"FDA's narrative about the high number of deaths and worsening of PBC cases strikes us as particularly concerning, and could tilt the FDA more toward a black box warning," Leerink analyst Joseph Schwartz said in a report to clients.

A black box warning is the strictest warning by the FDA that appears on a prescription drug's label, calling attention to serious or life-threatening risks of a drug.

However, RBC Capital Markets analysts said the risks flagged by the FDA were already known and included on the drug's label. The affected patients represent under 5 percent of the overall PBC population, limiting likely commercial impact to Intercept, they said.

In the quarter ended June 30, Intercept generated $30.4 million in worldwide sales from Ocaliva.

The New York-based company was reviewing the FDA's warning, Intercept said via email.

Rapid HCV testing may help better screen young adults

Rapid hepatitis C testing may help better screen young adults

Study finds improved life expectancy when patients get immediate results

Boston Medical Center
BOSTON-- Routine and rapid hepatitis C virus (HCV) testing among young adults who use injection drugs improves life expectancy and may provide a good use of limited resources, according to new research out of Boston Medical Center, in partnership with the Boston Public Health Commission. The findings are published online ahead of print in the journal Clinical Infectious Diseases.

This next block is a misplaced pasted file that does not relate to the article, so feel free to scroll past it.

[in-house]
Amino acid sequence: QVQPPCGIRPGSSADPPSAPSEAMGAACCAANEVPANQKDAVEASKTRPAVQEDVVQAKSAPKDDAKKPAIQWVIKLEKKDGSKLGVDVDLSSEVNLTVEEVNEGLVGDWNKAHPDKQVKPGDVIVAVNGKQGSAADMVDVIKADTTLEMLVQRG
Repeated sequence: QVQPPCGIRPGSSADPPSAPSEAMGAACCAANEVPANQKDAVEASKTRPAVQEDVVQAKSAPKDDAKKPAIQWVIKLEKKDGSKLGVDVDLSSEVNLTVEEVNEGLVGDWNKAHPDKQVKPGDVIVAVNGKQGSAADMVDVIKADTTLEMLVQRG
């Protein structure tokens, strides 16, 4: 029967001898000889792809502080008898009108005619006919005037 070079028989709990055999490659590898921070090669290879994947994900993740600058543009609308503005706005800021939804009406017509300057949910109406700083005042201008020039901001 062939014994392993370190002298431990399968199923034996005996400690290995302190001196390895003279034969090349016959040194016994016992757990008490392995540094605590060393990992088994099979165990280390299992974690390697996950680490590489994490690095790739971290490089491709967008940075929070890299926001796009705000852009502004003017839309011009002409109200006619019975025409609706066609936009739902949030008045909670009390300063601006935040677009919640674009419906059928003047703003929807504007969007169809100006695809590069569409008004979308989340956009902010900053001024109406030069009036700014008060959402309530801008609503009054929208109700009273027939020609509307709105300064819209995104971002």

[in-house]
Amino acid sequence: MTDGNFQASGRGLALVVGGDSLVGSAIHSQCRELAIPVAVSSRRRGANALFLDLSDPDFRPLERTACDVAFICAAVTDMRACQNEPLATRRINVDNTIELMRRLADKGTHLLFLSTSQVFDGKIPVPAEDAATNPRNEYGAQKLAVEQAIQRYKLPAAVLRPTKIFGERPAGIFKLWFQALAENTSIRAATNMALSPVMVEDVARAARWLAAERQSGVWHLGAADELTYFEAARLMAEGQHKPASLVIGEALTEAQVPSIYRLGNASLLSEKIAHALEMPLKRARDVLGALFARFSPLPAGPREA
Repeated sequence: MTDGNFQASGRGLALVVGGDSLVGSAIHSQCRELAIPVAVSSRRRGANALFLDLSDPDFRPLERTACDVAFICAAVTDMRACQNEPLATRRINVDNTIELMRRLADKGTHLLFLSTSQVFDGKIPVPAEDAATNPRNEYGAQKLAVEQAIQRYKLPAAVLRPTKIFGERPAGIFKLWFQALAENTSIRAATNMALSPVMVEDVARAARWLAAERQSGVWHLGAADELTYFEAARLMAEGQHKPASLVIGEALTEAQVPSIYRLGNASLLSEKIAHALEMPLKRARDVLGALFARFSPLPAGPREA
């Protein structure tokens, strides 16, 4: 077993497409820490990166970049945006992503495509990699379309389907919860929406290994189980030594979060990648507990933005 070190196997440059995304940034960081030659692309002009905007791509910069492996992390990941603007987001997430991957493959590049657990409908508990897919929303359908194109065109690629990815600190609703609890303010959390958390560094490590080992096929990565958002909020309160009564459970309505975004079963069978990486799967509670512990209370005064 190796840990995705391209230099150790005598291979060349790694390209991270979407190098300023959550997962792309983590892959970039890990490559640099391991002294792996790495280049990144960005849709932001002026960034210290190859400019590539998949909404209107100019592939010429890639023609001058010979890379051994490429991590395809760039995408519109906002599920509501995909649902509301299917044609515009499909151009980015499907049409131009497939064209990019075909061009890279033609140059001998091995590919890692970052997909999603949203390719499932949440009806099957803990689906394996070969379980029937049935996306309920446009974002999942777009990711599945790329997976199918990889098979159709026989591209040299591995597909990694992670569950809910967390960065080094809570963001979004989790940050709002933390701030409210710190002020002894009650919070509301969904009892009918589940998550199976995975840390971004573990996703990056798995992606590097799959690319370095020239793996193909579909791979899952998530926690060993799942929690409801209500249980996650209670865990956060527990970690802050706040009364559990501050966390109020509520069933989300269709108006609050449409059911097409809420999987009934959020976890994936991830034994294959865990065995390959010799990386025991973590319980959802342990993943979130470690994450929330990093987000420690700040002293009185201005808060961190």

HCV is a viral infection that affects the liver. An estimated 3.2 million people in the United States are infected with HCV, and most do not feel ill or know that they are infected, according to the Centers for Disease Control and Prevention (CDC). Since 2010, acute cases of HCV have more than doubled, with new cases predominantly among young, white individuals with a history of injection drug use.

Currently, the CDC recommends doctors screen patients at high-risk for contracting HCV, which include but are not limited to people born between 1945 and 1965, those diagnosed with HIV, children born to HCV-positive women and individuals who engage in injection drug use, among other select populations at high risk. This strategy is called "targeted" screening. "Routine" screening, as defined in the study, tests all individuals in a community with a high prevalence of HCV.